Princes Street has had to endure many difficulties in recent years.

The landmark Jenners department store on Princes Street closed forever amid the pandemic.

Debenhams on Princes Street also failed to make it through the pandemic, after this department store group fell into administration.

In late 2018, the House of Fraser department store at the west end of Princes Street shut its doors.

The scale of these losses should not be underestimated.

Planning guidance has been relaxed in recent years by The City of Edinburgh Council to enable the opening of restaurants and cafes on Princes Street.

Against a tough economic backdrop, discount retailer Primark’s five-floor store is among the big draws these days on Princes Street.

The future of retailing in city and town centres looks so much more bleak than it did just a few years before the pandemic, even though by then there had been plenty of collapses of big retail chains amid the explosion of online shopping.

So, while UNIQLO is understandably seeking to market its new store to maximum effect, its point about the part the opening can play in the regeneration of Edinburgh’s shopping scene is, on reflection, very well made.

These are truly miserable times, amid the cost of living crisis and a UK economic malaise that has been going on for so long.

And the opening of the first Scottish store of an innovative international brand such as UNIQLO is worthy of excitement.

Highlighting its scale, and commitment to physical stores, the Japanese retailer declared: “UNIQLO continues to open large-scale stores in some of the world's most important cities and locations, as part of its ongoing efforts to solidify its status as a global brand. Today the company has a total of more than 2,400 UNIQLO stores across the world, including Japan, Asia, Europe and North America.”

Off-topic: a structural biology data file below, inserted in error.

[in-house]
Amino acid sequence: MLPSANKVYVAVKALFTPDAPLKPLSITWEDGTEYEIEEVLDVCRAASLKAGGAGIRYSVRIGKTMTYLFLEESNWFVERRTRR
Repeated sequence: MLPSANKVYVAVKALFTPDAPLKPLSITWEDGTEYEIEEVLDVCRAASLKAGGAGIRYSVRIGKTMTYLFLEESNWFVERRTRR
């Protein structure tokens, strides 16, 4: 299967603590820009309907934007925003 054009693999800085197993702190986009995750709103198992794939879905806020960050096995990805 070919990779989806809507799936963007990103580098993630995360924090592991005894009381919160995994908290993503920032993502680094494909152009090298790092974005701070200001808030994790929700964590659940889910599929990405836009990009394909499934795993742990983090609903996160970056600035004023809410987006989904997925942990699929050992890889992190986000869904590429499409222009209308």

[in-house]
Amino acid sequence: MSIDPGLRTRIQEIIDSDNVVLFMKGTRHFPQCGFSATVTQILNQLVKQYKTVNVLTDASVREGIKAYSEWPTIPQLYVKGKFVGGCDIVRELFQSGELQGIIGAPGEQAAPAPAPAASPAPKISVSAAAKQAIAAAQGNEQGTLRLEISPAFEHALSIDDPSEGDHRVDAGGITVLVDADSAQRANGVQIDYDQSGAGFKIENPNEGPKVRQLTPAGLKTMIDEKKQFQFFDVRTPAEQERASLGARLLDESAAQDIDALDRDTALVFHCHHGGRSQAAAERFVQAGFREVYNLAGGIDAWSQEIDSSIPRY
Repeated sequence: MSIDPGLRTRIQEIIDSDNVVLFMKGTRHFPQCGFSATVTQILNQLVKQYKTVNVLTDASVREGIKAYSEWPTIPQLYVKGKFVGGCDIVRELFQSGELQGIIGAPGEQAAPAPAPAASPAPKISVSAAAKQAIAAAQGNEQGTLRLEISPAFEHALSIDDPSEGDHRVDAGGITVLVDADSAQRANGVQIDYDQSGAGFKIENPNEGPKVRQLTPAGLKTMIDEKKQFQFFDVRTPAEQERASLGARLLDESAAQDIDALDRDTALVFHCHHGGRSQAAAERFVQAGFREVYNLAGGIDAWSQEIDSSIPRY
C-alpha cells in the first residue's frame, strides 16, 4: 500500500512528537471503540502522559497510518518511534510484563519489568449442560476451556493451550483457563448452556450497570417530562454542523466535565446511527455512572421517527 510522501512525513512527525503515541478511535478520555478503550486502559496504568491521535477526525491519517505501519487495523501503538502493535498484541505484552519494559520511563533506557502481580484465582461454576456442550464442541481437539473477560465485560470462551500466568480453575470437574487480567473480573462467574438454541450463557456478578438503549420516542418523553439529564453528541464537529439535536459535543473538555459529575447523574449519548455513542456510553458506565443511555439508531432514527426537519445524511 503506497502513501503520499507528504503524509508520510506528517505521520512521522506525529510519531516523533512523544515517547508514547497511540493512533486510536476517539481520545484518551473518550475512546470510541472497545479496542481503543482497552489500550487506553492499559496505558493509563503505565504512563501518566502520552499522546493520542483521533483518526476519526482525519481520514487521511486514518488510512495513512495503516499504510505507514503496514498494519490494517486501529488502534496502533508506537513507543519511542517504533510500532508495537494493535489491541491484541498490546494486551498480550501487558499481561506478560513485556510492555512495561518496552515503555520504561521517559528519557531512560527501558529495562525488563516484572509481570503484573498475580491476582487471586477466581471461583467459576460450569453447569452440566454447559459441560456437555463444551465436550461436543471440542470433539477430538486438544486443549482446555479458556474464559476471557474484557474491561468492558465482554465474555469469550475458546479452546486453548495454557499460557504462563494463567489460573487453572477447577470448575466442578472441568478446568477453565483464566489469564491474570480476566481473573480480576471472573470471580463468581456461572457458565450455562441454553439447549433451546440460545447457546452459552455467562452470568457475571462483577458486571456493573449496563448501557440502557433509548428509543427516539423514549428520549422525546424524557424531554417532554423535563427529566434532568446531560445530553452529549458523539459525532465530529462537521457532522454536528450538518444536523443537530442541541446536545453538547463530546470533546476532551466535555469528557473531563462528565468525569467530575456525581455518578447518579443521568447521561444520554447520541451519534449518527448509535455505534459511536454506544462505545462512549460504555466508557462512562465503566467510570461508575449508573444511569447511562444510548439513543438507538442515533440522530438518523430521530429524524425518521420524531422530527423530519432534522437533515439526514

It has perhaps taken longer for UNIQLO to come to Scotland than might have been expected.

However, the opening of its first Scottish store is now only days away. And hopefully UNIQLO might in years to come open further stores in Scotland.

Personal experience suggests that this is a brand that has been well worth waiting for, and one that can provide a huge boost to Edinburgh’s shopping scene. It seems likely to be a draw for shoppers from outside Edinburgh as well as for those living in and around the city.

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The retail offering in other Scottish cities could do with a similar boost.

Looking at UNIQLO’s footprint, you might hope that Glasgow could appear on the retailer’s shopping list for a new store at some point.

The challenges facing Glasgow city centre appear much greater in many ways than those in Edinburgh, partly because of the Scottish capital’s greater draw for overseas tourists.

However, Glasgow has over years and decades proved attractive to cutting-edge fashion retailers. The city is taking its time to recover fully from the coronavirus pandemic but, while it faces huge challenges, it does seem to be moving in the right direction, with some major exciting developments proposed.

For now, UNIQLO is focusing on Edinburgh.

It has shown its faith in Princes Street, and that is a very good thing for the Scottish capital’s shopping scene.